The Lenten Season
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The Liturgy in Lent

The liturgy in Lent has as its central concern the preparation of the church for the main event of Easter: Christian initiation. Lent itself came into being as the time of final preparation for those chosen for Holy Baptism, at a time when all Baptisms were done at Easter. The candidates, who had been in an intense period of training for Christian living—lasting three years in most cases—were solemnly admitted as candidates at the beginning of Lent. They, their sponsors, and the whole church spent that period in prayer and fasting, additional instruction, and performing works of mercy in preparation for the Baptisms at the Easter Vigil. It was also a period in which those who had been excommunicated for serious sin did penance in order to be restored to communion at Easter.

 

This remained the pattern for many centuries. Once most people in Christendom were baptized, however, and the Baptism of infants became the norm, such an extended period of instruction began to fade. Nevertheless, the season of Lent had become ingrained, and it persisted. Shorn of its original focus, it became a time for the members of the church to renew their commitment to Christ as they anticipated the great feast at Easter.

 

Many of the liturgical customs of Lent stem from those earlier times and can best be understood in that light. Some customs, in fact, need that understanding, or else they will be contradictory to the central meaning of Lent and Easter. This is because many of the customs, having lost their original purpose, were distorted.

Many of the liturgical customs of Lent stem from those earlier times and can best be understood in that light. Some customs, in fact, need that understanding, or else they will be contradictory to the central meaning of Lent and Easter. This is because many of the customs, having lost their original purpose, were distorted.

A few Lenten customs have distorted Christian faith and living, because they so easily play into the hands of popular misconceptions which dominate Western society and religion. Those misconceptions include individualistic and often nostalgic piety, sentimentality, and, in this country, a do-it-yourself mentality borrowed in religion from American culture. The effect of all this on Lent has been unfortunate. It has produced an attitude of seeking to carry out the Lenten obligations as personal religious exercises with little relationship to the larger Christian community; of greater concern for one’s personal salvation than with ministry to others; of attempting to make up for past failures with extra-religious activities; and an over-emphasis on activities and services geared primarily to the production of religious feelings rather than growth in knowledge of God and the deepening of our reliance on divine grace. This lent the pastoral staff has chosen to focus on our participation within the liturgy. At the time of Communion, we are invited into oneness as an assembly. The Body of Christ, the everything we take and eat we are asked to become. To help is the music of the Taize community has been chosen to lift our minds into fully being present to God has made himself available to us in a simple piece of bread. The old saying, "I can't walk and chew gum at the same time" is just that! An Old Saying. We here at St. Luke's are beautifully reminded by God that today at this moment, God is doing something new. SO why get stuck in a saying that holds us back from being fully present in the most solemn moment of our Sunday worship. The liturgy most splendidly invites us, by its very nature, to fully participate throughout the liturgy, but most importantly currently. Throughout this penitential season, we will make room for you to quietly reflect on the mystery you have just witnessed and engaged in fully. After everyone has received communion there will be a sung meditation. We invite you at this time to have a conversation with God. Allow his love to rain down into your soul. Our Easter will be more authentically holy if we all enter more fully into this Lenten experience here at St. Luke's in this way.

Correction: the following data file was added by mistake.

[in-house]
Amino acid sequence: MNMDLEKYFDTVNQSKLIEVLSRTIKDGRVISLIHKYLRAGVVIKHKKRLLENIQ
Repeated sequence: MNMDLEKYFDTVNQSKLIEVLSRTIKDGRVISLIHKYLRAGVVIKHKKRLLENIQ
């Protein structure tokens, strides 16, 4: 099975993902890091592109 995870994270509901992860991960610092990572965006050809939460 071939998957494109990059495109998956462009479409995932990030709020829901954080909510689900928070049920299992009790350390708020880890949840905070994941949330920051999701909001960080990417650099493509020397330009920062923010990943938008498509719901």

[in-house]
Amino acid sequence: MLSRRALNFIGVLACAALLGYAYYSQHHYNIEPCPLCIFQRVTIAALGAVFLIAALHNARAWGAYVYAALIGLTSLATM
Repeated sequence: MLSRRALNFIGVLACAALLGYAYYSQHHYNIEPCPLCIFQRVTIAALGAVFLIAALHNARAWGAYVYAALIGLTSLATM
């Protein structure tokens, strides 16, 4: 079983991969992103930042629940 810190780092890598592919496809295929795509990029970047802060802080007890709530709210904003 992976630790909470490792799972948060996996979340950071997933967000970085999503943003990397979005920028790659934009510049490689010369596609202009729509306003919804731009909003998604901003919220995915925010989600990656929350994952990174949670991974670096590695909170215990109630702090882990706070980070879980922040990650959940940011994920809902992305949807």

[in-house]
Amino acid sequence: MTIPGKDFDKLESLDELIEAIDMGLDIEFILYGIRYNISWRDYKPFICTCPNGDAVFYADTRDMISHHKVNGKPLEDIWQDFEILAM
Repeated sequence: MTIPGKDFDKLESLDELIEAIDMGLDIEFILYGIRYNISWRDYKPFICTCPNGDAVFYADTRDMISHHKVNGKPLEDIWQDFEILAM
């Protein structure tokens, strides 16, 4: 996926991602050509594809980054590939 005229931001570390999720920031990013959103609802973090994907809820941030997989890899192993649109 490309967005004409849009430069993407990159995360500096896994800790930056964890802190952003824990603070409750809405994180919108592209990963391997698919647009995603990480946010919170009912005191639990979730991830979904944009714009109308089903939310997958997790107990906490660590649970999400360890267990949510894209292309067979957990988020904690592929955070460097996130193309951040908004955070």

The liturgies of Lent in The Book of Common Prayer which is the center of our Lenten observance are the means of correcting such distortions. They can, when understood and used, rescue us from individualistic piety, from sentimentality, and from the futility of attempting to save ourselves. They will inform and enrich our prayer, fasting, and works of mercy. They will aid us in deepening our experience of the saving acts of God in the past and thereby strengthen our faith, enabling us to recognize the actions of God in our world, our culture, and our lives. Christian community; of greater concern for one’s personal salvation than with ministry to others; of attempting to make up for past failures with extra-religious activities; and an over-emphasis on activities and services geared primarily to the production of religious feelings rather than growth in knowledge of God and the deepening of our reliance on divine grace.

 

The liturgies of Lent in The Book of Common Prayer which is the center of our Lenten observance are the means of correcting such distortions. They can, when understood and used, rescue us from individualistic piety, from sentimentality, and from the futility of attempting to save ourselves. They will inform and enrich our prayer, fasting, and works of mercy. They will aid us in deepening our experience of the saving acts of God in the past and thereby strengthen our faith, enabling us to recognize the actions of God in our world, our culture, and our lives.

 

Above all, a serious and committed participation in the liturgies of Lent will enable us to discover anew the meaning of Baptism and to renew—and have renewed in us—what God accomplished in us when we were baptized.